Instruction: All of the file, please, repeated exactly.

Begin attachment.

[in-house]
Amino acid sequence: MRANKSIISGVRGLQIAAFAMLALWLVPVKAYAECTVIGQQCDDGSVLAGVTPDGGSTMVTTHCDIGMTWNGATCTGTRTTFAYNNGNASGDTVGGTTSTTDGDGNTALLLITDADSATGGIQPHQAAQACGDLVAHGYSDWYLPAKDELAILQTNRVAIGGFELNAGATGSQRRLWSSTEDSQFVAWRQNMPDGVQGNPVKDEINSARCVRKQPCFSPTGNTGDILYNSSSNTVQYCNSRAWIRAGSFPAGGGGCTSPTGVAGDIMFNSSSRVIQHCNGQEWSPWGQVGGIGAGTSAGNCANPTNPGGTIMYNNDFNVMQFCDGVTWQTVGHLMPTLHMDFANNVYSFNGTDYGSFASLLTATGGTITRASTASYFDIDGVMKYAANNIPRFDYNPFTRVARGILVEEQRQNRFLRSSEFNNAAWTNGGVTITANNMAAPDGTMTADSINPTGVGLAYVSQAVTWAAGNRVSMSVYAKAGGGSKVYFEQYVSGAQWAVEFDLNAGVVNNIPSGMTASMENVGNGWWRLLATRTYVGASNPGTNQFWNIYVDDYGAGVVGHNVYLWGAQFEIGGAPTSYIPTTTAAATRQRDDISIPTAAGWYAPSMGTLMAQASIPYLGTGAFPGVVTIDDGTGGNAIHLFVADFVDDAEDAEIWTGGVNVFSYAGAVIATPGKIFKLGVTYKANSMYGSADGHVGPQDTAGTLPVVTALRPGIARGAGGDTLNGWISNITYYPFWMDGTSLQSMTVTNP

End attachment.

[in-house]
Amino acid sequence: MRANKSIISGVRGLQIAAFAMLALWLVPVKAYAECTVIGQQCDDGSVLAGVTPDGGSTMVTTHCDIGMTWNGATCTGTRTTFAYNNGNASGDTVGGTTSTTDGDGNTALLLITDADSATGGIQPHQAAQACGDLVAHGYSDWYLPAKDELAILQTNRVAIGGFELNAGATGSQRRLWSSTEDSQFVAWRQNMPDGVQGNPVKDEINSARCVRKQPCFSPTGNTGDILYNSSSNTVQYCNSRAWIRAGSFPAGGGGCTSPTGVAGDIMFNSSSRVIQHCNGQEWSPWGQVGGIGAGTSAGNCANPTNPGGTIMYNNDFNVMQFCDGVTWQTVGHLMPTLHMDFANNVYSFNGTDYGSFASLLTATGGTITRASTASYFDIDGVMKYAANNIPRFDYNPFTRVARGILVEEQRQNRFLRSSEFNNAAWTNGGVTITANNMAAPDGTMTADSINPTGVGLAYVSQAVTWAAGNRVSMSVYAKAGGGSKVYFEQYVSGAQWAVEFDLNAGVVNNIPSGMTASMENVGNGWWRLLATRTYVGASNPGTNQFWNIYVDDYGAGVVGHNVYLWGAQFEIGGAPTSYIPTTTAAATRQRDDISIPTAAGWYAPSMGTLMAQASIPYLGTGAFPGVVTIDDGTGGNAIHLFVADFVDDAEDAEIWTGGVNVFSYAGAVIATPGKIFKLGVTYKANSMYGSADGHVGPQDTAGTLPVVTALRPGIARGAGGDTLNGWISNITYYPFWMDGTSLQSMTVTNP